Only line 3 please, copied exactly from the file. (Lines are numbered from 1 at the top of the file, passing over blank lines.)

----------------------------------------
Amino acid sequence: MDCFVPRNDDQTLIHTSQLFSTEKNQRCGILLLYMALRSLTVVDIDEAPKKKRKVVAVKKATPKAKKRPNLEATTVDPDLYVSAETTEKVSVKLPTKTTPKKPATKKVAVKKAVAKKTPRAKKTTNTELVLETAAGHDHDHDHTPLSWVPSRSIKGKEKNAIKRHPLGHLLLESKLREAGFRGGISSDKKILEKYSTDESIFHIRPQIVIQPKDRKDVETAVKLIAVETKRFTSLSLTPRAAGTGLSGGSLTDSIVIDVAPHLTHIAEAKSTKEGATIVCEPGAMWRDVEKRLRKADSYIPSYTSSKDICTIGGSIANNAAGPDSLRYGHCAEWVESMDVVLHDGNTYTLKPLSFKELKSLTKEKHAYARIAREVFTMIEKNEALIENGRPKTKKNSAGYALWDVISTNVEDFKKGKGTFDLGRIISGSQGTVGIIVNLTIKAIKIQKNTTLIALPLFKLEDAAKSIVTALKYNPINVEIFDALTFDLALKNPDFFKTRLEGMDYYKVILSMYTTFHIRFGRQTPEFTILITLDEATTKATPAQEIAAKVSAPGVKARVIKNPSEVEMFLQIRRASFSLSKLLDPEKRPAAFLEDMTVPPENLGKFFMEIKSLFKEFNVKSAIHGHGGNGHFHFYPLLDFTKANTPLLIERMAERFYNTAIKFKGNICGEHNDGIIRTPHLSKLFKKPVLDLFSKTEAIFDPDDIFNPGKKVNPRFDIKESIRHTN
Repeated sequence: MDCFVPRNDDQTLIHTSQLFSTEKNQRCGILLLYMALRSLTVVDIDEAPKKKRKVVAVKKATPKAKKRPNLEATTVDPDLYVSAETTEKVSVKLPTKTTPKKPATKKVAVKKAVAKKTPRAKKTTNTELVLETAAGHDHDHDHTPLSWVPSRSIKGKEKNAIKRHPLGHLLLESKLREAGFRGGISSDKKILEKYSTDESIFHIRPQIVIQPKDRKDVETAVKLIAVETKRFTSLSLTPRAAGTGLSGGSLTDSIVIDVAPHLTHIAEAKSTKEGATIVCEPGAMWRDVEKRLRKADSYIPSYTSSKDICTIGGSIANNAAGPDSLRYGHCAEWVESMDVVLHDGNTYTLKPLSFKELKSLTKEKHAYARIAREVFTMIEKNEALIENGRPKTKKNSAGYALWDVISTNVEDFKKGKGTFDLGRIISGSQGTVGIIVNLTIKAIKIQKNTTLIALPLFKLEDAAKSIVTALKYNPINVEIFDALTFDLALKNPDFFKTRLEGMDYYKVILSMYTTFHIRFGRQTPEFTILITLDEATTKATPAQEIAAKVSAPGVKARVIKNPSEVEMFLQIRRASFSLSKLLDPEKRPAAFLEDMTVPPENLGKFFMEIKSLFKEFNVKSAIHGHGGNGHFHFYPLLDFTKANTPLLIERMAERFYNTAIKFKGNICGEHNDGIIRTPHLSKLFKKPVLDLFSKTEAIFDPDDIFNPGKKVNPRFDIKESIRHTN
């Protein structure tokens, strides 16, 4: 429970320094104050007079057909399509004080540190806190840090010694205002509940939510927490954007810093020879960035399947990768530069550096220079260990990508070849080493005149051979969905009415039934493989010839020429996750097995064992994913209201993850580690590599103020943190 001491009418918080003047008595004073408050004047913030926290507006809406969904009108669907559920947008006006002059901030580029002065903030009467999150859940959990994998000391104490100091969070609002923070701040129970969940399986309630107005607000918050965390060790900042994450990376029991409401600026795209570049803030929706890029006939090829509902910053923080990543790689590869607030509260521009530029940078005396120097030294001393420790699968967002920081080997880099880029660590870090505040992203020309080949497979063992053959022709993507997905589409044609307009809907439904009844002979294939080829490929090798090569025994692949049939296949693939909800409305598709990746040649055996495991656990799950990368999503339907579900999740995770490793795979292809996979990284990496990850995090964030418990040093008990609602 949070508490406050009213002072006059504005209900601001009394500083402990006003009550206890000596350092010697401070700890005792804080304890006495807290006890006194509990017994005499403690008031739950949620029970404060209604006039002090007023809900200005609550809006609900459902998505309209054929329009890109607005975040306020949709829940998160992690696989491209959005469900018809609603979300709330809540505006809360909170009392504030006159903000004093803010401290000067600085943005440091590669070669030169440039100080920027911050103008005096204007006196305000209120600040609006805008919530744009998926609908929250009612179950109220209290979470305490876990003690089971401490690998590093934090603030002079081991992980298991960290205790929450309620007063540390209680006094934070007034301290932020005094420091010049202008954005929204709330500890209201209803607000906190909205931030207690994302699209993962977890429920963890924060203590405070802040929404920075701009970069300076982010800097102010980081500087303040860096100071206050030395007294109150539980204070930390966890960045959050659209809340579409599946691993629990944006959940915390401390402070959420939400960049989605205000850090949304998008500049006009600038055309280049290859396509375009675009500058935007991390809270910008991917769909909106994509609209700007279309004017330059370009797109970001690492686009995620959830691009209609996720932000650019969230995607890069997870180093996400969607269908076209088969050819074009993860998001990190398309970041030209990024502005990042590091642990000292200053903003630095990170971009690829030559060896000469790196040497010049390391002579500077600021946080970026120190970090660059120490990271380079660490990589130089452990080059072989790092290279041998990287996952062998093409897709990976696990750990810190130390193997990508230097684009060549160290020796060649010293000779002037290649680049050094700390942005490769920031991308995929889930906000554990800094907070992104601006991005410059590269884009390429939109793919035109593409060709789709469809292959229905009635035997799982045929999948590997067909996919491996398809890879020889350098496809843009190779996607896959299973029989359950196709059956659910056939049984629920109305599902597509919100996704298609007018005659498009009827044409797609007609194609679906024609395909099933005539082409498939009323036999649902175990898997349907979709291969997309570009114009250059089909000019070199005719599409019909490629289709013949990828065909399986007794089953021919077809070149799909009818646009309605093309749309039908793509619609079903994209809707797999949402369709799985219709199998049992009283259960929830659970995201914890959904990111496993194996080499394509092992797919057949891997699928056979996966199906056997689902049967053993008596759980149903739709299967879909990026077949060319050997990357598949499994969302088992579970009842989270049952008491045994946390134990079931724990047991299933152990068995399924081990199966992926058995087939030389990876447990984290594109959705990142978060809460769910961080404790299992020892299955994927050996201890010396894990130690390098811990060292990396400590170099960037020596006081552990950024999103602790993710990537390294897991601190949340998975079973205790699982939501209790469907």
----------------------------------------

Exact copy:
């Protein structure tokens, strides 16, 4: 429970320094104050007079057909399509004080540190806190840090010694205002509940939510927490954007810093020879960035399947990768530069550096220079260990990508070849080493005149051979969905009415039934493989010839020429996750097995064992994913209201993850580690590599103020943190 001491009418918080003047008595004073408050004047913030926290507006809406969904009108669907559920947008006006002059901030580029002065903030009467999150859940959990994998000391104490100091969070609002923070701040129970969940399986309630107005607000918050965390060790900042994450990376029991409401600026795209570049803030929706890029006939090829509902910053923080990543790689590869607030509260521009530029940078005396120097030294001393420790699968967002920081080997880099880029660590870090505040992203020309080949497979063992053959022709993507997905589409044609307009809907439904009844002979294939080829490929090798090569025994692949049939296949693939909800409305598709990746040649055996495991656990799950990368999503339907579900999740995770490793795979292809996979990284990496990850995090964030418990040093008990609602 949070508490406050009213002072006059504005209900601001009394500083402990006003009550206890000596350092010697401070700890005792804080304890006495807290006890006194509990017994005499403690008031739950949620029970404060209604006039002090007023809900200005609550809006609900459902998505309209054929329009890109607005975040306020949709829940998160992690696989491209959005469900018809609603979300709330809540505006809360909170009392504030006159903000004093803010401290000067600085943005440091590669070669030169440039100080920027911050103008005096204007006196305000209120600040609006805008919530744009998926609908929250009612179950109220209290979470305490876990003690089971401490690998590093934090603030002079081991992980298991960290205790929450309620007063540390209680006094934070007034301290932020005094420091010049202008954005929204709330500890209201209803607000906190909205931030207690994302699209993962977890429920963890924060203590405070802040929404920075701009970069300076982010800097102010980081500087303040860096100071206050030395007294109150539980204070930390966890960045959050659209809340579409599946691993629990944006959940915390401390402070959420939400960049989605205000850090949304998008500049006009600038055309280049290859396509375009675009500058935007991390809270910008991917769909909106994509609209700007279309004017330059370009797109970001690492686009995620959830691009209609996720932000650019969230995607890069997870180093996400969607269908076209088969050819074009993860998001990190398309970041030209990024502005990042590091642990000292200053903003630095990170971009690829030559060896000469790196040497010049390391002579500077600021946080970026120190970090660059120490990271380079660490990589130089452990080059072989790092290279041998990287996952062998093409897709990976696990750990810190130390193997990508230097684009060549160290020796060649010293000779002037290649680049050094700390942005490769920031991308995929889930906000554990800094907070992104601006991005410059590269884009390429939109793919035109593409060709789709469809292959229905009635035997799982045929999948590997067909996919491996398809890879020889350098496809843009190779996607896959299973029989359950196709059956659910056939049984629920109305599902597509919100996704298609007018005659498009009827044409797609007609194609679906024609395909099933005539082409498939009323036999649902175990898997349907979709291969997309570009114009250059089909000019070199005719599409019909490629289709013949990828065909399986007794089953021919077809070149799909009818646009309605093309749309039908793509619609079903994209809707797999949402369709799985219709199998049992009283259960929830659970995201914890959904990111496993194996080499394509092992797919057949891997699928056979996966199906056997689902049967053993008596759980149903739709299967879909990026077949060319050997990357598949499994969302088992579970009842989270049952008491045994946390134990079931724990047991299933152990068995399924081990199966992926058995087939030389990876447990984290594109959705990142978060809460769910961080404790299992020892299955994927050996201890010396894990130690390098811990060292990396400590170099960037020596006081552990950024999103602790993710990537390294897991601190949340998975079973205790699982939501209790469907």